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Mnangagwa's to seize assets of corrupt convicts

by Staff reporter
02 Nov 2018 at 15:07hrs | Views
Government will through the Asset Forfeiture Unit housed under the National Prosecution Authority (NPA), seize all assets accumulated through corruption proceeds in the event of a conviction as the fight to stem out corruption in both the public and private sectors gathers pace. It is believed that there are huge amounts of corrupt wealth and tainted cash laundering through Zimbabwe's banks. Much of it ends up in real estate and in other assets such as luxury cars.

The seizure of assets, analysts told Business Times this week, is in line with President Emmerson Mnangagwa's vow, since assuming office a year ago, to fight corruption in the country.

Mnangagwa has since set up a Special Anti-Corruption Task Force in his office to assist in the speedy prosecution of people suspected of involvement in corruption. A well-placed source who requested anonymity told Business Times on Wednesday that efforts were underway to make sure government recovered stolen or embezzled money through the seizure of assets mainly accumulated through corruption proceeds. This will be done through the revival and equipping of the Assets Forfeiture Unit.

"Of late, there have been some convictions but nothing was done with regards to government recovering the stolen funds," the source said.

"However, there are efforts underway aimed at fully equipping and reviving the Assets Forfeiture Unit, which is housed under the NPA. This move will make sure that the government recovers its funds by seizing the assets of people convicted of corruption and selling them in some instances," the source added.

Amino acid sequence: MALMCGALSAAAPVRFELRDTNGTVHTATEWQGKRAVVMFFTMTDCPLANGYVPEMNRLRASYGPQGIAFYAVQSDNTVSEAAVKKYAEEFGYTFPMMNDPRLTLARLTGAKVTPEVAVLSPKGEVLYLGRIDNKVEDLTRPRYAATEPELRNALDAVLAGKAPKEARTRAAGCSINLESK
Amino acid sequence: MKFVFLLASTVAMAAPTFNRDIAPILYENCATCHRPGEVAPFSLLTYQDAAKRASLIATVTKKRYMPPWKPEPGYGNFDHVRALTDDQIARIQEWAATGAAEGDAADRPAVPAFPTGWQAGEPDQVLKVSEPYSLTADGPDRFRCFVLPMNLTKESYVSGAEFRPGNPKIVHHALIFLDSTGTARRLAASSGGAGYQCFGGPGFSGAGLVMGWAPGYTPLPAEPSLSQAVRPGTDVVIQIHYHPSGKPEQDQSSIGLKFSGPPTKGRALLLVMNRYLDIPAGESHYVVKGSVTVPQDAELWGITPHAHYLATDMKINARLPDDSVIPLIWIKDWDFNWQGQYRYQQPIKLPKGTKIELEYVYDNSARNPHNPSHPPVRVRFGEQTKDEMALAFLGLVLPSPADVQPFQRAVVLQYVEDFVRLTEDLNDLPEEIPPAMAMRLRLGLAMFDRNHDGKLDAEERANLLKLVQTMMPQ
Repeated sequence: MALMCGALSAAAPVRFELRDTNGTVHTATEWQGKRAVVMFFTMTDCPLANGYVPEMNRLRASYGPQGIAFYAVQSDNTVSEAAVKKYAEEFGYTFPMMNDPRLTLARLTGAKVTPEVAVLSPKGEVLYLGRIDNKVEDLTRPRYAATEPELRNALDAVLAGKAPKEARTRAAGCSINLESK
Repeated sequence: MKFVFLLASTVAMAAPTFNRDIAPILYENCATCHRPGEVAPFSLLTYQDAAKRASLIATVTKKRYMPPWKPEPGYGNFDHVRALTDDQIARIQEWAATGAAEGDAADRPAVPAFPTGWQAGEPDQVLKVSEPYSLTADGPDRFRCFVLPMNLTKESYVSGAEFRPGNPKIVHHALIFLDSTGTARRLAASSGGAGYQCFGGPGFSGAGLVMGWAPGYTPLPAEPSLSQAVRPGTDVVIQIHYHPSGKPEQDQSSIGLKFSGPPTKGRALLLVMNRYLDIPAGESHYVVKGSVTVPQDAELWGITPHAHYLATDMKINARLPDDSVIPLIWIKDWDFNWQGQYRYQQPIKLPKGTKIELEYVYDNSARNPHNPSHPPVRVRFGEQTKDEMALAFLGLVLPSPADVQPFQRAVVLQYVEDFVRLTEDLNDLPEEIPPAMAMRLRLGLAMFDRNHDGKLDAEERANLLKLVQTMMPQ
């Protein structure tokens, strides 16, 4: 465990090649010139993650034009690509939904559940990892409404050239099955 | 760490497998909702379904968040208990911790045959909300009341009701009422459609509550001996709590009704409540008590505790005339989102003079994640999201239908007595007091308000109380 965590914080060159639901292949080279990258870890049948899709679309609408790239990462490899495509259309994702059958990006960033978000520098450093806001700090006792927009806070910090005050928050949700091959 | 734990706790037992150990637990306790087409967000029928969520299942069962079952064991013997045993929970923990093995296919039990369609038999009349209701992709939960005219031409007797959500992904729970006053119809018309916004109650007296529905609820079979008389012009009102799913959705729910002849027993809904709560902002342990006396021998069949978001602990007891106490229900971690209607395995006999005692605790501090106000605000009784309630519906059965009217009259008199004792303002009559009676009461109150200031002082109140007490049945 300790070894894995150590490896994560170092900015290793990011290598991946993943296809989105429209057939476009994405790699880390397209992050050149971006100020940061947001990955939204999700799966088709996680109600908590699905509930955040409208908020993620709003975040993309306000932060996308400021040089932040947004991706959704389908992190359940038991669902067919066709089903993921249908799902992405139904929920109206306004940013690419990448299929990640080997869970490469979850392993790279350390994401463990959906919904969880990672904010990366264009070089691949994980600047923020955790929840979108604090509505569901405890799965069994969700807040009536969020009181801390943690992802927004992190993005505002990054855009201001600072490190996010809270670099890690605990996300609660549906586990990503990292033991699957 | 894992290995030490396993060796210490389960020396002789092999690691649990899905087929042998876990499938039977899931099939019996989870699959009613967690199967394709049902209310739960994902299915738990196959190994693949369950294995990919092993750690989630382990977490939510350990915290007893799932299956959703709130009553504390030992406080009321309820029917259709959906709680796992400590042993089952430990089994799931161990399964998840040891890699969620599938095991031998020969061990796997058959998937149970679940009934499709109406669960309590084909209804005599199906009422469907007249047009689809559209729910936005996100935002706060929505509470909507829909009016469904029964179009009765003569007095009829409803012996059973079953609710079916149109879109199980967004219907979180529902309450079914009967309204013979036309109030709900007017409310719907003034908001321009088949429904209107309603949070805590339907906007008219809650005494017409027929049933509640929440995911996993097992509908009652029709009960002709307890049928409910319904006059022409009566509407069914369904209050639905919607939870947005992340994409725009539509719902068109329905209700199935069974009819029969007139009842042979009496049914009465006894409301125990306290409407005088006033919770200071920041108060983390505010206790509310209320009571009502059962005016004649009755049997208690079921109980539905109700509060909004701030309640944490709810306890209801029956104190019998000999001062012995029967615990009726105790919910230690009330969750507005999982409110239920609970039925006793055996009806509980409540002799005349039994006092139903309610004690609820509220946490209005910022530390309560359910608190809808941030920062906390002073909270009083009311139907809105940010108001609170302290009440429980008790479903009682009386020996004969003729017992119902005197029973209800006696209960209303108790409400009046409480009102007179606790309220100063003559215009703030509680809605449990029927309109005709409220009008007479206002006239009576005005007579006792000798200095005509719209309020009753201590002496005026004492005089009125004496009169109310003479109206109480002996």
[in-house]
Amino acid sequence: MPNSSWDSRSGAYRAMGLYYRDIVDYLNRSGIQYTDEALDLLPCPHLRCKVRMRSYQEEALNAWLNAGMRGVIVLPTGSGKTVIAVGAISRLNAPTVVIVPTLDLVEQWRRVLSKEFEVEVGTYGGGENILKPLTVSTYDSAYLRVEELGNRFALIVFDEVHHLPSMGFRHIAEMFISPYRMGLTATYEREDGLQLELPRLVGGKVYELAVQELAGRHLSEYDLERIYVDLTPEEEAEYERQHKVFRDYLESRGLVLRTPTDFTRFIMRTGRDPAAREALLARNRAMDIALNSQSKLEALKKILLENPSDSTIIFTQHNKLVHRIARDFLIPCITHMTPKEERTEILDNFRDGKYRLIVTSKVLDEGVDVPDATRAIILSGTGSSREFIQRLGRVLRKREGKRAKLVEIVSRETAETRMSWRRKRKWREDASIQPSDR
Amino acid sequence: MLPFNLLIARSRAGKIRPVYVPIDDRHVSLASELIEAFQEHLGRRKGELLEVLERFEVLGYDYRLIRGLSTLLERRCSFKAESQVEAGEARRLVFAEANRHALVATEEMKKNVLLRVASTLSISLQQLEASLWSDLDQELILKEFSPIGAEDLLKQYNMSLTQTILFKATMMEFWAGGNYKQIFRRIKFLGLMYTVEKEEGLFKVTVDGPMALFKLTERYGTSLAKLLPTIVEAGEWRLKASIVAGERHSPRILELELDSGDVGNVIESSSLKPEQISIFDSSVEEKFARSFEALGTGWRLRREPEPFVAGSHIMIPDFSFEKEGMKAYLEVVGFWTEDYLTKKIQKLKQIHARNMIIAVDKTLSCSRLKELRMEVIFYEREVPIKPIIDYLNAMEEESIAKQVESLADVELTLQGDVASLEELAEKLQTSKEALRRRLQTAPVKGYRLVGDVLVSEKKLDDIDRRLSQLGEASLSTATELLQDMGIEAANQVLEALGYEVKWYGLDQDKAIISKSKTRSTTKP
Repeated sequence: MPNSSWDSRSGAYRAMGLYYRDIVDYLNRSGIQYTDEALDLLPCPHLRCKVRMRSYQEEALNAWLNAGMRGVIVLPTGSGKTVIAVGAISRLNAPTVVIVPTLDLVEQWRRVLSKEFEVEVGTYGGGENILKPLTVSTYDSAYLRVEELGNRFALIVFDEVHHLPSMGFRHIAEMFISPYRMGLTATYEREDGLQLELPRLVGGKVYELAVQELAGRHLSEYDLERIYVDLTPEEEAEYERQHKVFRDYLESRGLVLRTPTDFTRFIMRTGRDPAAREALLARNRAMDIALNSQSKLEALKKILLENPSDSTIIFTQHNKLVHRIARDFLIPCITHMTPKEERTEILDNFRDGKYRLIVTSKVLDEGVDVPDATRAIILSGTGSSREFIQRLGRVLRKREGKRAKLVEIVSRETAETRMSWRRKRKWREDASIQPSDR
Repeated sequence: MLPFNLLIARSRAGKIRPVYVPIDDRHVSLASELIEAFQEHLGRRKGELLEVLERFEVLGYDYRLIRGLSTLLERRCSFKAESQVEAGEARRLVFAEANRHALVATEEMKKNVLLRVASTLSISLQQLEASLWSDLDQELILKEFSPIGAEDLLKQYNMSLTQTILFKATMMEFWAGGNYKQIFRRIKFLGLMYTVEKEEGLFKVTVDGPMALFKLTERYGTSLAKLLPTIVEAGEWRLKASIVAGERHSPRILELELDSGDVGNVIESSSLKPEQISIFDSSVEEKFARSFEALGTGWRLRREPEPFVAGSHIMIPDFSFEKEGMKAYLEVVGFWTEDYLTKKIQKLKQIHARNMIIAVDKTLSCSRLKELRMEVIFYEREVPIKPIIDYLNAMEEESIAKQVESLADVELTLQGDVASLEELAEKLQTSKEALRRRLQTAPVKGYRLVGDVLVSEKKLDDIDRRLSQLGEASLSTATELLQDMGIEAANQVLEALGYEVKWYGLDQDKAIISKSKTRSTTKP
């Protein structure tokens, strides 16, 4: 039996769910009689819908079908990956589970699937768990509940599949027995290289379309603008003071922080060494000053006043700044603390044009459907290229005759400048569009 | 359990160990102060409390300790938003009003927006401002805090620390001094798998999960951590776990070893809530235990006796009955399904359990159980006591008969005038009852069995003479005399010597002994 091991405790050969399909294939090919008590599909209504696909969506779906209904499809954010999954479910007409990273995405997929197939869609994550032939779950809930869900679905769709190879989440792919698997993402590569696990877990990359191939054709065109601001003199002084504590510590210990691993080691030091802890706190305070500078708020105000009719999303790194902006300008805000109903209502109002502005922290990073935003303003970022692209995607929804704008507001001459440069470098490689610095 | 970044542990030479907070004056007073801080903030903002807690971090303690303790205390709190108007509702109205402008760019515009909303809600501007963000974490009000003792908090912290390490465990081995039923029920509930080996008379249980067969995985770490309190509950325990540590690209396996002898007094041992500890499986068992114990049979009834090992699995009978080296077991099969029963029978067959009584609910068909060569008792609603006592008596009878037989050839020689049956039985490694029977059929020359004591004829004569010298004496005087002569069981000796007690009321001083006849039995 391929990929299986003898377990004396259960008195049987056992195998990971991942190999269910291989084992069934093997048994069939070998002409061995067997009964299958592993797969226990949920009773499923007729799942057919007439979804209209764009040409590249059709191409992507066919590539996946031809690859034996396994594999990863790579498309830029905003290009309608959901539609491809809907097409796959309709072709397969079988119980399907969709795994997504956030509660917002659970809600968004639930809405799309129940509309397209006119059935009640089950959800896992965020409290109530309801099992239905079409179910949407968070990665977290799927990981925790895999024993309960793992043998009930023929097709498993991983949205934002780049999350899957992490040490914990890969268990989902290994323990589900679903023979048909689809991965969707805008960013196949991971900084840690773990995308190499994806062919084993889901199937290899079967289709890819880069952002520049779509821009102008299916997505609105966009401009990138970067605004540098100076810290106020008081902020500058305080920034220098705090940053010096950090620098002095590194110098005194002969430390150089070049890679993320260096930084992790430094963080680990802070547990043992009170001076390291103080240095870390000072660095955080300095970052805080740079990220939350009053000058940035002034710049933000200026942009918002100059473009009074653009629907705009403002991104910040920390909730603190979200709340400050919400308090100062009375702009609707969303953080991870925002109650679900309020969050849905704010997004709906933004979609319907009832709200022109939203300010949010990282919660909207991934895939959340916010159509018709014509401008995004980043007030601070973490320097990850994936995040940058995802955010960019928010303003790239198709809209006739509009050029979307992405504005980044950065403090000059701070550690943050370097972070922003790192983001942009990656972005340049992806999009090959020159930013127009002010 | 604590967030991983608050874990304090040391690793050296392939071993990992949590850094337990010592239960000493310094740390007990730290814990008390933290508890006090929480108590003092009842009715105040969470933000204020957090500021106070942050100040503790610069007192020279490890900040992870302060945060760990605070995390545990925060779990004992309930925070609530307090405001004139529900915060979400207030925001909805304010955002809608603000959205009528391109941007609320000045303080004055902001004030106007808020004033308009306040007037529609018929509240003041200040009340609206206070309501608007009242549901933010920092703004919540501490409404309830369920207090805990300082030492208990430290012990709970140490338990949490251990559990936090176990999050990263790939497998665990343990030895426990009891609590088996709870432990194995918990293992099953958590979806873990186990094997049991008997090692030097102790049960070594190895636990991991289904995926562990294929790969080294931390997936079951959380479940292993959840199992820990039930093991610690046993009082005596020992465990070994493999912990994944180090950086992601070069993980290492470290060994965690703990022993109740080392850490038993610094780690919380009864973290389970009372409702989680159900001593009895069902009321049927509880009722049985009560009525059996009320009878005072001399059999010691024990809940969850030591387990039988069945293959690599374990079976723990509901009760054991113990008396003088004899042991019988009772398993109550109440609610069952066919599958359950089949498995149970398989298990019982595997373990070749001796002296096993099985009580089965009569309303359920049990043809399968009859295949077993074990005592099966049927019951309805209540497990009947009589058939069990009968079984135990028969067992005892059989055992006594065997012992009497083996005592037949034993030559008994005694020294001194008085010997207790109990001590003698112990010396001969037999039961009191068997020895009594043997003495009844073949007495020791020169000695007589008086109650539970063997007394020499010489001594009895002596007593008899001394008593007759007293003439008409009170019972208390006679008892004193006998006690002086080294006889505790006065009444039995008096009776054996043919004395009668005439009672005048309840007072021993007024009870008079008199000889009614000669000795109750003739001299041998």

In his 2019 pre-Budget Strategy Paper, Finance and Economic Development Minister Mthuli Ncube said the fight against entrenched indiscipline and corruption would be dealt with through necessary disincentives and penalties.

"This will include the review of the penalty regime so that persons guilty of corruption are subject to effective, proportionate and dissuasive penalties, including empowering the courts, on the application of the Prosecutor General, to grant Civil Forfeiture Orders in respect of property from proceeds of corruption," Ncube said.

The Special Anti-Corruption Unit in the Office of the President and Cabinet is meant to improve efficiency in the fight against all forms of graft and to strengthen the effectiveness of national mechanisms for the prevention of corruption.

The unit's terms of reference include collaborating with the Zimbabwe Anti-Corruption Commission (ZACC) and the Zimbabwe Republic Police and other such institutions in the fight against corruption.

But according to a source at the NPA, efforts by the Special Corruption Unit have been hampered by the judicial system which has, in some instances, proven to be ineffective in handling corruption cases.

"The other underlying factor has been the lack of capacity to prosecute cases of a commercial nature hence the urgent need to make the Commercial Crimes Court come into motion," the source said.

Corruption has been blamed for stalling economic development and a cost on business as high-level bureaucrats demand kickbacks before approving projects.

A 2016 report by Transparency International showed that Zimbabwe was losing at least US$1 billion annually due to corruption.

But the wheels of correction have been moving slowly in stemming the canker, with analysts saying the anti-corruption dragnet has so far targeted only small fish and political rivals.

Source - businesstimes

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